The first time I saw a dead person was my grandpa - the German one.
His face was waxy and his body more clay than flesh.
When we went back to my grandmother's after the wake
I met my Uncle George – grandpa’s brother –
whom i had somehow never met before - sitting in the corner of the room
looking so much like my grandpa, drink in hand, animated as wind,
that I turned to stone.
For that one moment which I remember like light, I believed that when
people died they popped right back up like a cartoon character
whose head is flattened by an anvil and simply re-inflates to its original shape.
On the Italian side of my family there were many wakes
where I learned through breathing the air and eating the marinara
with clams that it was respectful to lean over a corpse,
to kiss it squarely on the forehead.
I made up rules about when I should kiss a corpse and when not to:
if it was someone I kissed while he was alive then I would kiss him at his wake.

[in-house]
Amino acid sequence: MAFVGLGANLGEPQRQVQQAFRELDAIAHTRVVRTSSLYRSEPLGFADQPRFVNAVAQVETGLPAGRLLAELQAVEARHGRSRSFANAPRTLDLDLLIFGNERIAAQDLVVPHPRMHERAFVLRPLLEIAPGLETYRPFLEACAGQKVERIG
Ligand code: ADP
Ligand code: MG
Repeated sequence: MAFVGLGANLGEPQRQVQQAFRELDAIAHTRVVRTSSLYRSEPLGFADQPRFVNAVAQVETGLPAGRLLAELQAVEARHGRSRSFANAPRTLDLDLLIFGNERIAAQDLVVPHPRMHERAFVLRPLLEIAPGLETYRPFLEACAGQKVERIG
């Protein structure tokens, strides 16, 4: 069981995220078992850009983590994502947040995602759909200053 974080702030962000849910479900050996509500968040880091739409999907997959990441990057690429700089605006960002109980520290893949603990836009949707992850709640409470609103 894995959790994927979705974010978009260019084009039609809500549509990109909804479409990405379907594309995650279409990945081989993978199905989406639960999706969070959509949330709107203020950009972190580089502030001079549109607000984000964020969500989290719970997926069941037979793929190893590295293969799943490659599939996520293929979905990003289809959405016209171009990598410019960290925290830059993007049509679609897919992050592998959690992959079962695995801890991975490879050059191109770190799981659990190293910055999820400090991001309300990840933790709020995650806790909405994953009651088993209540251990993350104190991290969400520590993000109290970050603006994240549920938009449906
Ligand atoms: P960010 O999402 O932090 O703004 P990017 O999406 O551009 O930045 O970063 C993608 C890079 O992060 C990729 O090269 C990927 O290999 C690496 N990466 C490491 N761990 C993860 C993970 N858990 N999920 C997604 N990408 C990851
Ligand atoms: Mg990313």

The first corpse that I ever kissed was that of my Uncle Al.
I kissed him whenever we met.
He was a brusque Greek with a temper like frayed wire.
I kissed his chocolate skin, felt his white cactus stubble.
Even at the end of his life, I knew what that spongy kiss
on his cheek meant to him.
Even when it was behind the plastic of an oxygen mask,
lungs filling with fluid as he grew smaller and smaller.
It was like kissing marble.
I wondered if it was a safe thing to do but I did it anyway.
I knew that he would approve.
The most difficult corpses of all are babies.
How the leaden appearance of miniature coffins commands attention.
How complete everything looks, tiny as a doll house except
for that one glaring thing you know but cannot shake off:
there is a baby in there.
It is the realization of a razor.
When Conor died it crushed me like an empty paper cup, as wrinkled and small.
A balloon burst deep in my stomach and I thought I smelled the acid.
Teenagers are so full of shit which is why they appear so brave and bold
but underneath you know they are just quaking leaves.
But here in a bundle that resembled laundry, waxy,
more clay than flesh, dried fruit body, shriveled and narrow,
approaching the size of dust, sliding toward disappearance,
I took him for the child that he really was.